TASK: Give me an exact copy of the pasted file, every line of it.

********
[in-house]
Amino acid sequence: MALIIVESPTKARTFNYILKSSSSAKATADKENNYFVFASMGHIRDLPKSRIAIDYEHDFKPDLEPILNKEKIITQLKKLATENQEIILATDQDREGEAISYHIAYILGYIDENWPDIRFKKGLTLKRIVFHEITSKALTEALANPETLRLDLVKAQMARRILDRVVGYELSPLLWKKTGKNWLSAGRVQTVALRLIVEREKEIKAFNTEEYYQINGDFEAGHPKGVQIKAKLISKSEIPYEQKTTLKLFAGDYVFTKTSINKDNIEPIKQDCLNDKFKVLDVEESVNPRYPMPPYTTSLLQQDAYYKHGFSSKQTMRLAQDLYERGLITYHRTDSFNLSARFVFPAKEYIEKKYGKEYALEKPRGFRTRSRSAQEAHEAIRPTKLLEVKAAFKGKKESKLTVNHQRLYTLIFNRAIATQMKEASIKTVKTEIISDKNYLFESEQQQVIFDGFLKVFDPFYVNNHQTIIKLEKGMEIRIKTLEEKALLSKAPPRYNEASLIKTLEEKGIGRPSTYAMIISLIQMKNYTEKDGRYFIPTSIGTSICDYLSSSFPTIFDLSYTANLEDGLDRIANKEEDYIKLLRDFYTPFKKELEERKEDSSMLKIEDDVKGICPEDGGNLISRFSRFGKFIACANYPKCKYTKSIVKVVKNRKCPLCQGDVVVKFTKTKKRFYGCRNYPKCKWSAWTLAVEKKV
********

[in-house]
Amino acid sequence: MALIIVESPTKARTFNYILKSSSSAKATADKENNYFVFASMGHIRDLPKSRIAIDYEHDFKPDLEPILNKEKIITQLKKLATENQEIILATDQDREGEAISYHIAYILGYIDENWPDIRFKKGLTLKRIVFHEITSKALTEALANPETLRLDLVKAQMARRILDRVVGYELSPLLWKKTGKNWLSAGRVQTVALRLIVEREKEIKAFNTEEYYQINGDFEAGHPKGVQIKAKLISKSEIPYEQKTTLKLFAGDYVFTKTSINKDNIEPIKQDCLNDKFKVLDVEESVNPRYPMPPYTTSLLQQDAYYKHGFSSKQTMRLAQDLYERGLITYHRTDSFNLSARFVFPAKEYIEKKYGKEYALEKPRGFRTRSRSAQEAHEAIRPTKLLEVKAAFKGKKESKLTVNHQRLYTLIFNRAIATQMKEASIKTVKTEIISDKNYLFESEQQQVIFDGFLKVFDPFYVNNHQTIIKLEKGMEIRIKTLEEKALLSKAPPRYNEASLIKTLEEKGIGRPSTYAMIISLIQMKNYTEKDGRYFIPTSIGTSICDYLSSSFPTIFDLSYTANLEDGLDRIANKEEDYIKLLRDFYTPFKKELEERKEDSSMLKIEDDVKGICPEDGGNLISRFSRFGKFIACANYPKCKYTKSIVKVVKNRKCPLCQGDVVVKFTKTKKRFYGCRNYPKCKWSAWTLAVEKKV